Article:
As one of Europe’s most southerly states, Greece was the main entry point for more than 800,000 Syrians when the refugee crisis first engulfed the continent in 2015. After the adoption of a controversial pact aimed at stemming flows between the EU and Turkey in March 2016, the influx dropped steeply.
As patrols have been reinforced, with the help of the EU’s border agency Frontex, the number has fallen further in recent years, particularly arrivals on the north Aegean islands facing the Turkish coast, where most asylum seekers at the height of the crisis were located. The decline prompted the Greek prime minister, Kyriakos Mitsotakis, to boast last week that smuggling networks had been largely cracked.
International bodies have echoed the IRC in rebuking Athens for resorting to tactics of brute force to keep asylum seekers out.
Concluding a 10-day fact-finding tour of Greece in June, Mary Lawlor, the UN special rapporteur for human rights defenders, accused the Mitsotakis government of creating a “climate of fear”, not only for refugees and asylum seekers fleeing poverty and persecution but also for groups defending migrants’ rights on the ground. Illegal evictions of asylum seekers at land and sea borders had become a general policy in Greece, she said.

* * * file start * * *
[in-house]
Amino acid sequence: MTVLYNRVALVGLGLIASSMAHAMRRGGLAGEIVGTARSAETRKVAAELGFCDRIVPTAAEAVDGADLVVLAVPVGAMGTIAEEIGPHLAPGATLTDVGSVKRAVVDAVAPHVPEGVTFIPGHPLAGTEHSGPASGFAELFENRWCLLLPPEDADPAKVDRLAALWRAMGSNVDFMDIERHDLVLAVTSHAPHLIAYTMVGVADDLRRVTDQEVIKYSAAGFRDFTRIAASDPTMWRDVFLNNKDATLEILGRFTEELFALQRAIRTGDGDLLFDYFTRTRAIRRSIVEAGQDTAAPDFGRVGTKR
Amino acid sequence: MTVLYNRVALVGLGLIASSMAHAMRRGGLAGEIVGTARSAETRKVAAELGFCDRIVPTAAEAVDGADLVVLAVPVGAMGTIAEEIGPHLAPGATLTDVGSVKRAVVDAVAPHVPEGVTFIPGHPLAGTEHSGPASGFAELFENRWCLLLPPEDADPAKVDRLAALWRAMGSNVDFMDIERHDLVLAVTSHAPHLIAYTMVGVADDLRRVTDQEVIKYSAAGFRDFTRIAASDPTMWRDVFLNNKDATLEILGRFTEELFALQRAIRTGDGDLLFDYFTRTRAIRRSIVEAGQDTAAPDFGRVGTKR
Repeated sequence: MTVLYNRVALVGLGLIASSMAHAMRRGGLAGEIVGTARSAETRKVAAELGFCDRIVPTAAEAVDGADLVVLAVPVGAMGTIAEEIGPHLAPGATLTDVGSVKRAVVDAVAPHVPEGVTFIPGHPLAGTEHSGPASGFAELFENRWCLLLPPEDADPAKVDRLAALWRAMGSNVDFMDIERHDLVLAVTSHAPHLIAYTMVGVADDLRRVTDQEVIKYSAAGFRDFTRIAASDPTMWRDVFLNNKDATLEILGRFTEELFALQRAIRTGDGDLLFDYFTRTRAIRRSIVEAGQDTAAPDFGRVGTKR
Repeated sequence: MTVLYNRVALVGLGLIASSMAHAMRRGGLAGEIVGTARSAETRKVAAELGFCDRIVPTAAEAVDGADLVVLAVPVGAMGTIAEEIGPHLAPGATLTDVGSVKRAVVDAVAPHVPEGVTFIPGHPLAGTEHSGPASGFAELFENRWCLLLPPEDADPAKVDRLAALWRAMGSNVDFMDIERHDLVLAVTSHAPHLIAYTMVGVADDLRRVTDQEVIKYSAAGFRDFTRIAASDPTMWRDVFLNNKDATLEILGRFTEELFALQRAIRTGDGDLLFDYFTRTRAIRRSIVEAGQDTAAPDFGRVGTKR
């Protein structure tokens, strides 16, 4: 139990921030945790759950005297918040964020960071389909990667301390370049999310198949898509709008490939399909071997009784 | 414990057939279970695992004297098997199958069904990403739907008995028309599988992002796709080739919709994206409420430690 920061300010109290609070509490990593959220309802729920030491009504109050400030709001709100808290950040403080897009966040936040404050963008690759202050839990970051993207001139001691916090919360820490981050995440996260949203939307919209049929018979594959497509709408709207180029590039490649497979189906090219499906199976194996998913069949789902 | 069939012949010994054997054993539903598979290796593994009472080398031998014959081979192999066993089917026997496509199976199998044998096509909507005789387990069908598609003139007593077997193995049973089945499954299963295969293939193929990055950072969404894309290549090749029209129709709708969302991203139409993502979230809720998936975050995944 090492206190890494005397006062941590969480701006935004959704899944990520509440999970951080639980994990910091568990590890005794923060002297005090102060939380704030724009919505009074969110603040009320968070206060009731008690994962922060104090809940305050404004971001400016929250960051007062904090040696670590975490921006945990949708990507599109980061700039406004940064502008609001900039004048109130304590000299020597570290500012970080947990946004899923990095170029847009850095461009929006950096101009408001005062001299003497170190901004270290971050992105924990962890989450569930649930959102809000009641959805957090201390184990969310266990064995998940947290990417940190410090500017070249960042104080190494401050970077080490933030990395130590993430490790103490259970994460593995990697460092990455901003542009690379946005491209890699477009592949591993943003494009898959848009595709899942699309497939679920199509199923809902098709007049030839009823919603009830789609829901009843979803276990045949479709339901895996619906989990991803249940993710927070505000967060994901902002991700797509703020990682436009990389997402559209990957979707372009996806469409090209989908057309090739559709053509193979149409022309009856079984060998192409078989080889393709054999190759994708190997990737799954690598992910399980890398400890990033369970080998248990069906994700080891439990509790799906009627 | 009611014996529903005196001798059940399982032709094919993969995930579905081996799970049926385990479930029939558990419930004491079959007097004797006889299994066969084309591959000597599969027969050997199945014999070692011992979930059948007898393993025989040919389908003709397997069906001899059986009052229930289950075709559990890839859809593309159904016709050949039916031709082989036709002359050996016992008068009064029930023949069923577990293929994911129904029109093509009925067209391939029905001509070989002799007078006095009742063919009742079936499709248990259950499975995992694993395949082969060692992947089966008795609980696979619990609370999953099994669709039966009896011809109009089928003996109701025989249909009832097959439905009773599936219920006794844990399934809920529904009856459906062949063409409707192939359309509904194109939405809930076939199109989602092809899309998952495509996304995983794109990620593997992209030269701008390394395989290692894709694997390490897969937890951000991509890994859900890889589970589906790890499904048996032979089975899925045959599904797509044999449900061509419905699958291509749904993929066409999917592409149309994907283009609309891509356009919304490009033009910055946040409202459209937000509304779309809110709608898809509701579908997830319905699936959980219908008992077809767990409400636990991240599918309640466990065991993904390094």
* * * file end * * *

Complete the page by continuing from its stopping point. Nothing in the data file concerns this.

Last week, Mitarachi insisted the government would continue to replace open-air camps on frontline islands, such as Lesbos, with barbed-wire encircled “closed controlled” access centres, and would push ahead with plans to extend a border fence along the Evros land frontier with Turkey.
Mohamad Mirzay, Greece’s Afghan community spokesperson, who arrived in the country in 2006 at the age of 14, says: “Every day, we hear from families back home of Afghans being lost at the border.
“One of our biggest problems is that a lot of young Afghans whose asylum claims are rejected get into drugs, a problem we are now trying to address as a community. It’s all so very hard. Very few want to stay here, they don’t want to endanger their future. For sure, you could say, Ukrainians get very different treatment.”